UPDATE with statement from Hill's lawyer/ TD Bank, the Toronto company that bought the former Commerce Bank of Marlton five years ago, has sued Commerce founder Vernon Hill, claiming he stole his own manuscript - which TD said it took over when it bought Commerce - to publish his own book, Fans! Not Customers: How to Create Growth Companies in a No-Growth World."
The copyright infringement suit, filed in US District Court in Camden by TD lawyer William Tambussi - who also represented Commerce when Hill was the boss - claims Hill copied a 2007 manuscript he left behind when he left the bank for his new book.
The bank accuses Hill of causing "irreparable harm" by publishing Fans! Not Customers, which describes Hill concepts like "retail-tainment," or hiring jugglers to perform at dance openings; how to develop a sense of "Wow!" among workers and customers through promotions and parties; and practices like allowing dogs into bank branches, to attract pet owners in animal-crazy neighborhoods like Philadelphia's Rittenhouse Square and Manhattan's Upper West Side.
UPDATE: Hill’s legal counsel, Howard Hogan of Gibson, Dunn & Crutcher LLP, sends this statement: "TD Bank’s copyright infringement suit against Mr. Hill is only the bank’s latest anti-competitive effort to silence Mr. Hill.
"The idea that copyright law can be used to prevent Mr. Hill from telling his own story is ludicrous. The book that Mr. Hill has published is a book about Metro Bank and Mr. Hill’s business philosophies—ideas that he has been expressing publicly for decades. TD Bank does not and cannot own ideas.
"This lawsuit is nothing more than an attempt to extract concessions on the millions of dollars that TD Bank owes Mr. Hill in an entirely separate lawsuit, where TD Bank has no defense."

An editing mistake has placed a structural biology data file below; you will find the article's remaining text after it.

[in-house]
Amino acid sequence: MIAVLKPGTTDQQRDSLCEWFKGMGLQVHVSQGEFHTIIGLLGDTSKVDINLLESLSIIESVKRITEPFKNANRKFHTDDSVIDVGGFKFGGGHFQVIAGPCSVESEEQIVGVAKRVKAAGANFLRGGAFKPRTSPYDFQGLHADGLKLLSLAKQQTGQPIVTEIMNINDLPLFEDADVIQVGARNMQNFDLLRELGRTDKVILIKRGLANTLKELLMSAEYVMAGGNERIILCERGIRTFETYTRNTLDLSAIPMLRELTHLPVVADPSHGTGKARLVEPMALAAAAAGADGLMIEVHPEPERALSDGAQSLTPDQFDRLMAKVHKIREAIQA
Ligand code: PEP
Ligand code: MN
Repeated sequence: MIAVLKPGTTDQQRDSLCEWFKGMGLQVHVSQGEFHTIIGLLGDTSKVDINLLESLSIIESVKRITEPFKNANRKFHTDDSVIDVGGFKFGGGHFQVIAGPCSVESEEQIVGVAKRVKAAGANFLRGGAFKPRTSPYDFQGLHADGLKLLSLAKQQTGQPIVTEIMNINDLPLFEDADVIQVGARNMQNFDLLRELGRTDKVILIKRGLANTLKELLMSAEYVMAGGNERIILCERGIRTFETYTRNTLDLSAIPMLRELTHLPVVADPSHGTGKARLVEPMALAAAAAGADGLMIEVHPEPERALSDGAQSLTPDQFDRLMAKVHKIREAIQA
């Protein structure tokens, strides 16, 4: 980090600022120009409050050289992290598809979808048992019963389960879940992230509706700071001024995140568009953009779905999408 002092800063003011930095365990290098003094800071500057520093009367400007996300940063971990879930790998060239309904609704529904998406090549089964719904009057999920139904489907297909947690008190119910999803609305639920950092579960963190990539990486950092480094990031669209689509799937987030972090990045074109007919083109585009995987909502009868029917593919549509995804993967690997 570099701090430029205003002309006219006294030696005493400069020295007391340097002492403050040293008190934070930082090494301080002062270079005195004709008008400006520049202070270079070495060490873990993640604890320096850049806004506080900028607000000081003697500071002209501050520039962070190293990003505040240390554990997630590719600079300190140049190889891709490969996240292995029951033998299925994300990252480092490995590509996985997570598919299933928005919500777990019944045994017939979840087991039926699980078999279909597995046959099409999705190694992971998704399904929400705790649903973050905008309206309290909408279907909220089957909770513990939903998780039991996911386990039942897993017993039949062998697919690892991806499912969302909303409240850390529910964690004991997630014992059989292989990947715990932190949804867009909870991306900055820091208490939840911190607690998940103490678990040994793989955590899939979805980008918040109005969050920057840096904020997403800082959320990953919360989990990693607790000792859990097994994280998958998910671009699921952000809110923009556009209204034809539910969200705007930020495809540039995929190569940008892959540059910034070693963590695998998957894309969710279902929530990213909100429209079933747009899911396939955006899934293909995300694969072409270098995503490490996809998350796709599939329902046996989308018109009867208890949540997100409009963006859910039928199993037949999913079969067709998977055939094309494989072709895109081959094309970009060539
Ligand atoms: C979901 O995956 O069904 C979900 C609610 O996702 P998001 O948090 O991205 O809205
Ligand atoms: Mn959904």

EARLIER: TD says it acquired a draft of Hill's planned book when the bank acquired Commerce assets, a year after Hill stepped down as CEO under pressure from bank regulators who had been investigating bank contracts to firms controlled by Hill and his wife. The investigation was later dropped without charges.
The book's forward is by Tom Peters, author of the "In Search of Excellence" business series. Peters compares Hill's bank to Cirque de Soleil, the acrobatic troupe, as an example of a near-perfect organization that spends freely on people and facilities, avoids damaging cost-cutting, and focuses on customers. CNBC financial screamer Jim Cramer, a suburban Philly native, also endorses Hill in the book. The publisher is Profile Books, a unit of publisher Viking.
Though it yielded him a fortune of over $400 milion, Hill opposed the sale to TD, splitting with board members he had himself chosen. He has since sued the buyer for damages; that case drags on. Hill, now head of Britain's Metro Bank and an investor in Pennsylvania's Metro and First Republic banks, and publisher Profile, say he has the rights to his own story.
Read the lawsuit - and excerpts from Hill's book - at American Banker here:
Case is US District of NJ Civil Action No. 12-07188
Larry Platt praises Vernon Hill and his book here:
Dan Rottenberg pokes holes in Hill's legend here:
More in American Banker here:
and in Canada's Financial Post here:
Article I wrote last year on Vernon and Shirley Hill's London venture, MetroBank: